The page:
Art turns to thermodynamics
May 13, 2005
A new technique for dating paintings has been developed by a scientist in the US. The method, which relies on thermodynamic simulations of how the chemicals in paint deteriorate with age, might also help distinguish between real works of art and fakes.
Paintings age for a variety of reasons, such as exposure to high temperatures, humidity and light. Ageing is mainly caused by changes in the chemical and structural compositions of pigments in the paint as they gradually interact with each other and their environment over time. Now, Boris Zilbergleyt of the Systems Dynamics Research Foundation in Chicago has developed a new dating technique that simulates these interactions (arXiv.org/abs/physics/0505037).
Zilbergleyt analyses how various commonly used pigments, such as "yellow cadmium" (which contains cadmium sulphide) and "lead white" (lead carbonate), react with each other at room temperature and pressure. Typical pollutants such as carbon dioxide and hydrogen sulphide are also included in the simulations. According to Zilbergleyt, the results of the simulations agree well with colour changes observed in real paintings as they age.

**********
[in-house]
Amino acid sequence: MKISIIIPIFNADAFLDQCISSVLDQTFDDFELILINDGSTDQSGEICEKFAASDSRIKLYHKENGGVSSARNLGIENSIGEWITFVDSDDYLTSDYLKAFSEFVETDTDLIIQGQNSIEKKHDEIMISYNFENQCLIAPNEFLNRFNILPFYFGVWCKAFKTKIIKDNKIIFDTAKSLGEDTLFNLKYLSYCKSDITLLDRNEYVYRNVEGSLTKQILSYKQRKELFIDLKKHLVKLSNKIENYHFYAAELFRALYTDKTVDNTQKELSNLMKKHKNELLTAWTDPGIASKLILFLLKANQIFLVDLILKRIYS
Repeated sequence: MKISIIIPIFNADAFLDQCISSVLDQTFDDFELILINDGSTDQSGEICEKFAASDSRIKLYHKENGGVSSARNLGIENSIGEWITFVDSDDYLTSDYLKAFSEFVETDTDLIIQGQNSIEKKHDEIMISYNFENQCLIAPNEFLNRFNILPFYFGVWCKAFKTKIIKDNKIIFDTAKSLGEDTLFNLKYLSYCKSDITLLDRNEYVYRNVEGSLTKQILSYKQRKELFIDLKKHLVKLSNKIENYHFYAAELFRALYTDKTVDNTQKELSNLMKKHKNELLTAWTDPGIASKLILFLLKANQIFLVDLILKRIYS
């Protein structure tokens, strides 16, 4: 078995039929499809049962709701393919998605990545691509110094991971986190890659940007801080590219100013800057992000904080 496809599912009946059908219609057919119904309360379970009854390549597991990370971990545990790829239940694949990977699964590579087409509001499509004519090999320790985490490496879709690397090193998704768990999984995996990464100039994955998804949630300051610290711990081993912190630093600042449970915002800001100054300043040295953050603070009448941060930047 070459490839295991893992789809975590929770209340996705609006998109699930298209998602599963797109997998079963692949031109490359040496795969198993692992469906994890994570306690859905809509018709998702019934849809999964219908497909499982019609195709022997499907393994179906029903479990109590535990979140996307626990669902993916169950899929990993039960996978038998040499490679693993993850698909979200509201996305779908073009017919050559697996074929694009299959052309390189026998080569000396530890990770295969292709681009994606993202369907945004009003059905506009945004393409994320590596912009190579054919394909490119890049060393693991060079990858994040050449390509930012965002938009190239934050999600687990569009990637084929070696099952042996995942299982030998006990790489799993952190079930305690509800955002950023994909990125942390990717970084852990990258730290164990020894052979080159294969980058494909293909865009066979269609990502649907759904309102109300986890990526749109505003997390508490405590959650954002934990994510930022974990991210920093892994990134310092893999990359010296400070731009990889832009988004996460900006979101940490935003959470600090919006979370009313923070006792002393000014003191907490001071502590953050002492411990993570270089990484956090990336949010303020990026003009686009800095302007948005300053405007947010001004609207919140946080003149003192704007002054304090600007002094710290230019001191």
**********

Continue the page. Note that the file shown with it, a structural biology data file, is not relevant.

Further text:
"My method successfully predicts the chemical ageing of paintings and could therefore be used to relate a painting to a certain time or place -- or even to a particular painting school," Zilbergleyt told PhysicsWeb. "In some cases this could be a way to tell between real works of art and fakes that have been artificially aged -- like the famous Han van Meegeren forgeries, for instance." Zilbergleyt says he would now like to create special simulation software with its own specific database for art professionals.
About the author
Belle Dumé is science writer at PhysicsWeb